博徒外人部隊 (Bakuto gaijin butai)
Starring: Koji Tsuruta
Running time: 93 min.
Reviewed by Marc Saint-Cyr
Right from its opening moments in which Koji Tsuruta’s yakuza Gunji walks out of prison after a tough ten-year stretch inside, it is clear that "Sympathy for the Underdog" (also known as "Gamblers in Okinawa") is going to be classic Kinji Fukasaku. Throughout the 1960s and ‘70s, the director made the crime genre his specialty, in the process turning out some of its most exhilarating and brutal products. With admirable skill, he made the most of its more alluring qualities – tough guys, gun battles and elaborate plots – while taking care to include the issues of power, corruption and morality that give these kinds of films such depth. "Sympathy" is no exception, with its central group of smalltime crooks making for some of the director’s most tragic antiheroes.
Following his release, Gunji, almost always seen with shades fixed on his face, is joined by the last few loyal members of his disbanded criminal empire, all of whom trapped in lives ultimately less satisfying than what they’d imagined. When assessing his options for going back into business, Gunji is daunted: Daitokai, the company that sparked the gang war that landed him in jail, has effectively taken over the waterfront operations his clan used to control. Yet one last glimmer of hope exists for him and his men in the form of Okinawa. Gunji believes that his little gang can make a fresh start in the sunny island territory, and at first they make some progress in muscling their way in among the other yakuza already operating there. But soon they begin to lose their footing, and the odds against them continue to mount as they suffer casualties and learn of the Daitokai clan’s plan to move in on their newfound turf.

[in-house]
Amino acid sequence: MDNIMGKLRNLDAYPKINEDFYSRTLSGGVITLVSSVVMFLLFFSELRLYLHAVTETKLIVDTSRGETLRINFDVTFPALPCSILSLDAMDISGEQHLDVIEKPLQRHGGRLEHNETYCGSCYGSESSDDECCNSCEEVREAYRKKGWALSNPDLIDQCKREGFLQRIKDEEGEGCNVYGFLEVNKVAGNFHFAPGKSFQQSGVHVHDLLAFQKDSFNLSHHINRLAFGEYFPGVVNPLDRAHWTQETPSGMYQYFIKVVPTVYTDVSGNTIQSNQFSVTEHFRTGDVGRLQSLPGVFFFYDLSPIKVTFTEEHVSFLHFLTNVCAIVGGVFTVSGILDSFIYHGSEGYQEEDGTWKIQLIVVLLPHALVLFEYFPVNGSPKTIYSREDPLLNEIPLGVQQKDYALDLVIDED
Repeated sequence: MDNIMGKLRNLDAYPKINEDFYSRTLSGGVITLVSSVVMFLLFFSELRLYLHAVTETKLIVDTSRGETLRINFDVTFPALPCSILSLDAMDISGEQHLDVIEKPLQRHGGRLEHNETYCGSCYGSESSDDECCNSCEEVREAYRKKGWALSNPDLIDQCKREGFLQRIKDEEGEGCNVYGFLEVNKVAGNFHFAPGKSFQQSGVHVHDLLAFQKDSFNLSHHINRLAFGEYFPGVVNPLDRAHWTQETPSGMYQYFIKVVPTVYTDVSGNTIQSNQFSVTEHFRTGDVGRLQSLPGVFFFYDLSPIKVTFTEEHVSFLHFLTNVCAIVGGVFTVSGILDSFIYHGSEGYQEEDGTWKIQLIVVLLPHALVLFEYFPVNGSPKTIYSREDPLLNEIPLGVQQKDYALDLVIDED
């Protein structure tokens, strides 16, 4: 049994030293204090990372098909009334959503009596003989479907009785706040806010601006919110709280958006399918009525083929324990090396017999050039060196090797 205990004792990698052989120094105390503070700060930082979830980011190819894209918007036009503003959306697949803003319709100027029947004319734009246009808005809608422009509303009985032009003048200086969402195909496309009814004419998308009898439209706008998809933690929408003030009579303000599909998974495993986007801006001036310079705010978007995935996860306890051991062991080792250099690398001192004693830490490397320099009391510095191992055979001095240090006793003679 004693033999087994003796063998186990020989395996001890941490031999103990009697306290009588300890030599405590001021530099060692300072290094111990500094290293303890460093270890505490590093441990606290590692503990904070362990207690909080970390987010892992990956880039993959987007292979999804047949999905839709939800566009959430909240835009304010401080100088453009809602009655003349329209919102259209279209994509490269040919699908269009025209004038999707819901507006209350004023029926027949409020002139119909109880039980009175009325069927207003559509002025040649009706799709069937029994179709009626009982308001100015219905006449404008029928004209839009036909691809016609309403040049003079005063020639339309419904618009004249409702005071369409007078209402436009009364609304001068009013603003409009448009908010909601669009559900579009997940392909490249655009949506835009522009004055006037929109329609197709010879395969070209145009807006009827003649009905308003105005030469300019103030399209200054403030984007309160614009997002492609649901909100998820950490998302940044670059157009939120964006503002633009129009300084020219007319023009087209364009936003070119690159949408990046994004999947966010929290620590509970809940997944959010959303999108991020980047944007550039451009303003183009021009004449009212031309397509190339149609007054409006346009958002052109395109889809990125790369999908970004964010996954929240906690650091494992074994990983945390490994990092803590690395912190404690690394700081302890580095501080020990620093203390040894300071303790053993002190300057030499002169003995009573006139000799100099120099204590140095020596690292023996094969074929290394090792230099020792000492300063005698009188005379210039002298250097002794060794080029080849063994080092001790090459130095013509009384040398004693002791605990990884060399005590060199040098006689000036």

"Sympathy" has a storyline that is inherently melancholic, and Fukasaku certainly makes the most of it. Gunji is clearly the titular underdog, and right away he has a difficult if not impossible goal before him. When he and his companions first arrive in Okinawa, they think they have come to an untouched land of promise, their hopes reflected in the upbeat music and excited smiles on their faces. They assess the main areas to take control of, which include the harbor, drinking establishment and prostitution rackets and a whiskey deal between one of the gangs and the Americans. Yet the early triumphs are soon overshadowed by the hornet’s nest of greed and violence that is stirred up, and Gunji’s group is eventually confronted by the harsh futility of their goals. Never that impressive or mighty to start with, the forlorn crooks become more and more pitiful as they retreat to sad bars, brothels and, eventually, an isolated resort with a pool and golf course. Fukasaku’s film is sure to remind some viewers of the similarly themed Takeshi Kitano-directed "Sonatine" (1993), as in both films, once-proud yakuza are beaten down by a changed world and, in fleeing to an idyllic paradise, only find themselves more alone with the bitter taste of their failures. This theme is reiterated in "Sympathy" when Gunji spends time with a prostitute who reminds him of the woman he left when he got sent to prison. At one point, as they lie together, they listen to a song about workers moving away from Okinawa to make money. Both the irony and the message are clearly communicated: the search for something better is simply part of a cruel and common cycle that never really ends.
"Sympathy"’s tragedy is illustrated through Fukasaku’s patented approach to screen violence, which bursts forth in all of its fast and nasty glory. In one sequence, the director patiently cranks up the tension as Gunji’s group quietly stares down a gang of thugs across a bar before a fierce gun battle finally erupts. Cleverly planned ambushes and daring surprise attacks are frequent occurrences, in many cases acting as telling showcases for the cunning, audacity and nobility (or lack thereof) possessed by the various colorful characters.
As demonstrated by the many dealings with foreigners and big companies that the yakuza gangs take part in within "Sympathy for the Underdog," Gunji and his touchingly loyal companions are more than a little out of their league in the new world they re-launch themselves into. Their solidarity, boldness and, yes, underdog status inspire viewers to root for them and their courageous plight even though they are all but bound to face a bloody and spectacular downfall. At least with Fukasaku at the helm, they will get the epic treatment they deserve.
Read more by Marc Saint-Cyr at his blog